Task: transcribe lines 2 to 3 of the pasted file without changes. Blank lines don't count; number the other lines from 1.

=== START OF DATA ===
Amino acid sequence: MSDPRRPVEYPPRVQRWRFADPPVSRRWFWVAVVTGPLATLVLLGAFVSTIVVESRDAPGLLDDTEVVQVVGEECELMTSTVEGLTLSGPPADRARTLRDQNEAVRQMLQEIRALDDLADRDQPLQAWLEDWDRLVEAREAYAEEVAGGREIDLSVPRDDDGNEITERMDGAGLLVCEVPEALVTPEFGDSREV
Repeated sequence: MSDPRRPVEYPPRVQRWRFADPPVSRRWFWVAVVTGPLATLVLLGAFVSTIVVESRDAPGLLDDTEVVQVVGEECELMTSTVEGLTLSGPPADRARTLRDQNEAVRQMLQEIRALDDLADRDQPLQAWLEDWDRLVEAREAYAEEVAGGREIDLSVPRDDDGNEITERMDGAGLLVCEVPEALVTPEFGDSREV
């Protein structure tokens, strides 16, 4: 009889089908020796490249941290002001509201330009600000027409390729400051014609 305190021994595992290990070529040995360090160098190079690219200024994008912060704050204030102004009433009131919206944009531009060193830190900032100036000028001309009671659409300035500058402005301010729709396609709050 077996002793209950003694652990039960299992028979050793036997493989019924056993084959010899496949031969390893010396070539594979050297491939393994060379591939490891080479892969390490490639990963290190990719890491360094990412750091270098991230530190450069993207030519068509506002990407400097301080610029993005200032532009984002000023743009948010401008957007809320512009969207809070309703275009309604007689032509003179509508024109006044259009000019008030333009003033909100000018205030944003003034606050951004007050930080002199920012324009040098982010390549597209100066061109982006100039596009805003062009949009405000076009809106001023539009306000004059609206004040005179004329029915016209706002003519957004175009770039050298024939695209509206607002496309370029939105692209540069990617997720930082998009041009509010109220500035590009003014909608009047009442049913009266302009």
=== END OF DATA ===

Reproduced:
Repeated sequence: MSDPRRPVEYPPRVQRWRFADPPVSRRWFWVAVVTGPLATLVLLGAFVSTIVVESRDAPGLLDDTEVVQVVGEECELMTSTVEGLTLSGPPADRARTLRDQNEAVRQMLQEIRALDDLADRDQPLQAWLEDWDRLVEAREAYAEEVAGGREIDLSVPRDDDGNEITERMDGAGLLVCEVPEALVTPEFGDSREV
């Protein structure tokens, strides 16, 4: 009889089908020796490249941290002001509201330009600000027409390729400051014609 305190021994595992290990070529040995360090160098190079690219200024994008912060704050204030102004009433009131919206944009531009060193830190900032100036000028001309009671659409300035500058402005301010729709396609709050 077996002793209950003694652990039960299992028979050793036997493989019924056993084959010899496949031969390893010396070539594979050297491939393994060379591939490891080479892969390490490639990963290190990719890491360094990412750091270098991230530190450069993207030519068509506002990407400097301080610029993005200032532009984002000023743009948010401008957007809320512009969207809070309703275009309604007689032509003179509508024109006044259009000019008030333009003033909100000018205030944003003034606050951004007050930080002199920012324009040098982010390549597209100066061109982006100039596009805003062009949009405000076009809106001023539009306000004059609206004040005179004329029915016209706002003519957004175009770039050298024939695209509206607002496309370029939105692209540069990617997720930082998009041009509010109220500035590009003014909608009047009442049913009266302009």